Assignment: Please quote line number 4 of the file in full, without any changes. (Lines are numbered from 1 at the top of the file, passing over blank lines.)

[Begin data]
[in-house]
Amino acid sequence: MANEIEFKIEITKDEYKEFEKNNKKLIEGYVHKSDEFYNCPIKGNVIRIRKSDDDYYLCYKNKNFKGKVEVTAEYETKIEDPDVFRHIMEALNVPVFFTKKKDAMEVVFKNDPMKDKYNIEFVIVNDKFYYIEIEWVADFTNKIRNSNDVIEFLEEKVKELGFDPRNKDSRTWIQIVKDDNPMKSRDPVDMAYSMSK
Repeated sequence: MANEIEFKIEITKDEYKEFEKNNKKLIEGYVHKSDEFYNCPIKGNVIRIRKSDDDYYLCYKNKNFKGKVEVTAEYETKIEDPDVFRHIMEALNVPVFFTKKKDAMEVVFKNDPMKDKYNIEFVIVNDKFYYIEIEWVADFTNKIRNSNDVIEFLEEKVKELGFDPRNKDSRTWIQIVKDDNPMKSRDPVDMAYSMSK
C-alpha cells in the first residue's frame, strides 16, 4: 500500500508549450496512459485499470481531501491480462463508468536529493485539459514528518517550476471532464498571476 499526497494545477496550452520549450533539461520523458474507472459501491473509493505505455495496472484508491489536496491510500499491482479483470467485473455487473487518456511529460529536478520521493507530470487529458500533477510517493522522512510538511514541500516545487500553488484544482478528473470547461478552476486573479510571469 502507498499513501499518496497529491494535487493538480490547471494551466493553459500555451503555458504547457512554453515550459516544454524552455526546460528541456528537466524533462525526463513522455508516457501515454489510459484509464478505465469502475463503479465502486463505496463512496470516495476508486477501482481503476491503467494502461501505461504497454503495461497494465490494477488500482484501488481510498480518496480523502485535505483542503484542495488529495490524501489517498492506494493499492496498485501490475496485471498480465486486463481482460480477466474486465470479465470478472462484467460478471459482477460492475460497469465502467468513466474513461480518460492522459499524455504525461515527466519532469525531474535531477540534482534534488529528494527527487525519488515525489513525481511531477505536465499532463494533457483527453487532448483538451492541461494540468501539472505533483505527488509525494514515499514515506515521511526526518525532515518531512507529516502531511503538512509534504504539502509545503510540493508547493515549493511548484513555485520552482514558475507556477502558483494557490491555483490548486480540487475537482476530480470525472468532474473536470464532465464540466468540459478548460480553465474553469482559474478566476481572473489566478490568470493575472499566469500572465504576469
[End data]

C-alpha cells in the first residue's frame, strides 16, 4: 500500500508549450496512459485499470481531501491480462463508468536529493485539459514528518517550476471532464498571476 499526497494545477496550452520549450533539461520523458474507472459501491473509493505505455495496472484508491489536496491510500499491482479483470467485473455487473487518456511529460529536478520521493507530470487529458500533477510517493522522512510538511514541500516545487500553488484544482478528473470547461478552476486573479510571469 502507498499513501499518496497529491494535487493538480490547471494551466493553459500555451503555458504547457512554453515550459516544454524552455526546460528541456528537466524533462525526463513522455508516457501515454489510459484509464478505465469502475463503479465502486463505496463512496470516495476508486477501482481503476491503467494502461501505461504497454503495461497494465490494477488500482484501488481510498480518496480523502485535505483542503484542495488529495490524501489517498492506494493499492496498485501490475496485471498480465486486463481482460480477466474486465470479465470478472462484467460478471459482477460492475460497469465502467468513466474513461480518460492522459499524455504525461515527466519532469525531474535531477540534482534534488529528494527527487525519488515525489513525481511531477505536465499532463494533457483527453487532448483538451492541461494540468501539472505533483505527488509525494514515499514515506515521511526526518525532515518531512507529516502531511503538512509534504504539502509545503510540493508547493515549493511548484513555485520552482514558475507556477502558483494557490491555483490548486480540487475537482476530480470525472468532474473536470464532465464540466468540459478548460480553465474553469482559474478566476481572473489566478490568470493575472499566469500572465504576469